This matter is before the Court on an order of reference from U.S. District Judge Donald L. Graham (DE 59) of Defendant Yamili Rivero-Hernandez's motion for disbursement of bond (DE 55) and the government's own motion to apply the bond proceeds to restitution (DE 56). The Court carefully reviewed the motions and the record and is otherwise duly advised.
After she was indicted for health care fraud, Rivero-Hernandez was released on a stipulated $75,000.00 bond with a ten percent personal surety. Rivero-Herndadez's husband, Gerar De La Cruz, posted the ten percent premium ($7,500.00) with proceeds from a joint banking account. Rivero-Hernandez now moves for the Court to order the exoneration of her bond plus any accrued interest. The government opposes the motion and moves for the bond premium to be applied against the more than $200,000.00 in restitution that Rivero-Hernandez owes to the victims of her fraud.
The parties agree that 28 U.S.C. § 2044 governs this dispute:
On motion of the United States attorney, the court shall order any money belonging to and deposited by or on behalf of the defendant with the court for the purposes of a criminal appearance bail bond (trial or appeal) to be held and paid over to the United States attorney to be applied to the payment of any assessment, fine, restitution, or penalty imposed upon the defendant. The court shall not release any money deposited for bond purposes after a plea or a verdict of the defendant's guilt has been entered and before sentencing except upon a showing that an assessment, fine, restitution or penalty cannot be imposed for the offense the defendant committed or that the defendant would suffer an undue hardship.
This section shall not apply to any third party surety.
Rivero-Hernandez argues that her husband is a third party surety and the deposited funds are therefore exempt from the first sentence of the statute. The government argues that the bond premium was paid with money belonging to Rivero-Hernandez and can therefore be used to satisfy her restitution obligation.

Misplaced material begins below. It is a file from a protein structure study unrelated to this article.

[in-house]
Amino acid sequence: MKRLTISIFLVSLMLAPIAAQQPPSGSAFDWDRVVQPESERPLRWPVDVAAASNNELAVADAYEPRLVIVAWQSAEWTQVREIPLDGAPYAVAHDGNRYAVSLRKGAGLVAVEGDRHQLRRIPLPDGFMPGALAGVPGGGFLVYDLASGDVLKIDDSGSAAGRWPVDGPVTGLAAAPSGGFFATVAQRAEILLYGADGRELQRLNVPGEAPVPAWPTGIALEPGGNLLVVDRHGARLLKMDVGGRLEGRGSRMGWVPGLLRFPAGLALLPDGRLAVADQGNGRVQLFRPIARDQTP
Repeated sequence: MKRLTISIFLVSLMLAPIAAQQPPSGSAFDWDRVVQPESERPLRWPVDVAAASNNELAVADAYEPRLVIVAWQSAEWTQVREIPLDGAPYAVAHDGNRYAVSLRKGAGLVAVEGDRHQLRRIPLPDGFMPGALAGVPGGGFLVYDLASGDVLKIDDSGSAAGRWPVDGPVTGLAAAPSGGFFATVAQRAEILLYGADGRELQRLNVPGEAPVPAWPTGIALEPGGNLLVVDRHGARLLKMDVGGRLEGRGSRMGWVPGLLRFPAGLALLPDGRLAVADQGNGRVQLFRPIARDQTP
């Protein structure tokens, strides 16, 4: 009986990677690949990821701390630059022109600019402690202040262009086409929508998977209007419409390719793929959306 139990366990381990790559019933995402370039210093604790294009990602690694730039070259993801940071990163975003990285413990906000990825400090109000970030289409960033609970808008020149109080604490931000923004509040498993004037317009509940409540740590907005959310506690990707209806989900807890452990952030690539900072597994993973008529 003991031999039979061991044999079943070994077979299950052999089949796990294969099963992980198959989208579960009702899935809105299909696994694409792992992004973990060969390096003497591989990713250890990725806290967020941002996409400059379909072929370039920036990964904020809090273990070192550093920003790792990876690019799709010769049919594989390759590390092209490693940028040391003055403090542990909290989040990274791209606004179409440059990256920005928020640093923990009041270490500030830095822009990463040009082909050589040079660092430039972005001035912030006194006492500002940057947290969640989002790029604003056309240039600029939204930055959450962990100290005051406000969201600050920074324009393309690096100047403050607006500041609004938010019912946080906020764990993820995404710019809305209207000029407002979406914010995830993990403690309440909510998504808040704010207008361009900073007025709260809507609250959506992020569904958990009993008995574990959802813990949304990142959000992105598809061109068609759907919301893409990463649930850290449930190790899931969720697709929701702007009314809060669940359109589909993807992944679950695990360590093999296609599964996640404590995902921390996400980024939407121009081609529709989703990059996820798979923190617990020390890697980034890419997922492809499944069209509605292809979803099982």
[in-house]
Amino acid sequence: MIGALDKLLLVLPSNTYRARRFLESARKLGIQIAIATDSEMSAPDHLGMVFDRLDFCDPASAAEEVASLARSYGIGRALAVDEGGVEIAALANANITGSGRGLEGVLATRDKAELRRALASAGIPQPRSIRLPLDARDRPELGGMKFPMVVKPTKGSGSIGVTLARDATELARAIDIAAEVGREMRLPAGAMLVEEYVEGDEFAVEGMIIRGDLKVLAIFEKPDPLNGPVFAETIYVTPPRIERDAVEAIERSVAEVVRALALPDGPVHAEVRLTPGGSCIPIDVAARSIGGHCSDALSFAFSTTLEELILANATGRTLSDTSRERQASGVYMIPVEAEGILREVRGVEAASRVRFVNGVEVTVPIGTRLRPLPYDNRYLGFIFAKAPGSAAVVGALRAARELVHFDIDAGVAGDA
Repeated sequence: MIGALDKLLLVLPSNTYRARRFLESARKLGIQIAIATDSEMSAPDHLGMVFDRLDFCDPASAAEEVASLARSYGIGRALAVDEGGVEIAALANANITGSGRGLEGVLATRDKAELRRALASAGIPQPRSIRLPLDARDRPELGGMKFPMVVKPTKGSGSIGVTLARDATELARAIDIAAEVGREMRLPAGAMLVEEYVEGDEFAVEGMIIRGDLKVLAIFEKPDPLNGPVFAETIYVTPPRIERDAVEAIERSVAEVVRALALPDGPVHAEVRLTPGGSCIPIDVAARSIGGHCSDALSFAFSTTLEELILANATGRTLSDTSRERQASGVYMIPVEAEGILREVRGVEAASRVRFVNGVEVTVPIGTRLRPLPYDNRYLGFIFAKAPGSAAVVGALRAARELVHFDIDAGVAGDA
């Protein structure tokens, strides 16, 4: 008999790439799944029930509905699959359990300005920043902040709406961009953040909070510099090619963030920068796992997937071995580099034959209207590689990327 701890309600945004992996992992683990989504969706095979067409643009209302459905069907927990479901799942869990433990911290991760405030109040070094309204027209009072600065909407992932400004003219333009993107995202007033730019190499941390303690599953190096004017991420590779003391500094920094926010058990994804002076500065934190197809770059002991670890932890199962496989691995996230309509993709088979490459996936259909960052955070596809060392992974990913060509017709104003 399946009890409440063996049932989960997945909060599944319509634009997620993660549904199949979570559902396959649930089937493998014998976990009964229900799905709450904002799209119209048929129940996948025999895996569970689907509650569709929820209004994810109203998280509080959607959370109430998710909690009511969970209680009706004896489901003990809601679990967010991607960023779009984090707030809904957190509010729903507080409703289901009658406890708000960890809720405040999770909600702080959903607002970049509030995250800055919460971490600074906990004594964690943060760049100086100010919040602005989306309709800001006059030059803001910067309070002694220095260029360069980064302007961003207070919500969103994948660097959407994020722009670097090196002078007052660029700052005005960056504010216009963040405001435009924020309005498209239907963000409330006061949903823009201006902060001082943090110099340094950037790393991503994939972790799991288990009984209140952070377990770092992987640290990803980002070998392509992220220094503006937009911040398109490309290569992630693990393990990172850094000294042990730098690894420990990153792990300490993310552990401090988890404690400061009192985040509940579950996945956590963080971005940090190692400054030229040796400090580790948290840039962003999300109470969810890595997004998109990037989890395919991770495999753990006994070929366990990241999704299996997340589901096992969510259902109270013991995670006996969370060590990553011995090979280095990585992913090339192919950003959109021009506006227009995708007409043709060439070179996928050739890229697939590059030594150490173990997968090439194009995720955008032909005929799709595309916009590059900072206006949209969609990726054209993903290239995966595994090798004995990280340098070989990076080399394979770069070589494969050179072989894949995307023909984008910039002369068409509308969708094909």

The Court agrees with the government's position. The critical language in § 2044 is "belonging to and deposited by or on behalf of the defendant." If these two criteria are met, then the court is required to order that the money be paid over to the government.
Rivero-Hernandez does not dispute that the money her husband paid was drawn from a joint bank account. In Florida, "[f]unds contributed to a joint bank account by one of the owners of the account are presumed to be a gift to the other owners of the account absent clear and convincing evidence to the contrary. Further, the interests of all joint owners in the funds survive their transfer from the account by one of the owners." De Soto v. Guardianship of De Soto, 664 So. 2d 66, 67 (Fla. 3d DCA 1995). Accordingly, the money posted for bond belonged to and was deposited on behalf of Rivero-Hernandez. Rivero-Hernandez's husband is not a third party surety because the money belonged as much to Rivero-Hernandez as to him.*fn1
In both of the cases cited by Rivero-Hernandez to support her position, the defendant had no legal ownership over the deposited funds. See United States v. Sparger, 79 F. Supp. 2d 714 (W.D. Tex. 1999) (bonds posted by defendant's attorney out of his own funds); United States v. Equere, 916 F. Supp. 450 (E.D. Pa. 1996) (bail posted by defendant's brother).
Accordingly, Rivero-Hernandez's motion to disperse bond proceeds is denied and the government's motion to apply bond proceeds to restitution is granted. The funds held on deposit, originally posted as a premium on Rivero-Hernandez's bond, shall be paid over to the United States Attorney, along with any accrued interest, to be applied to the restitution imposed on the defendant.
U.S. District Donald L. Graham All ...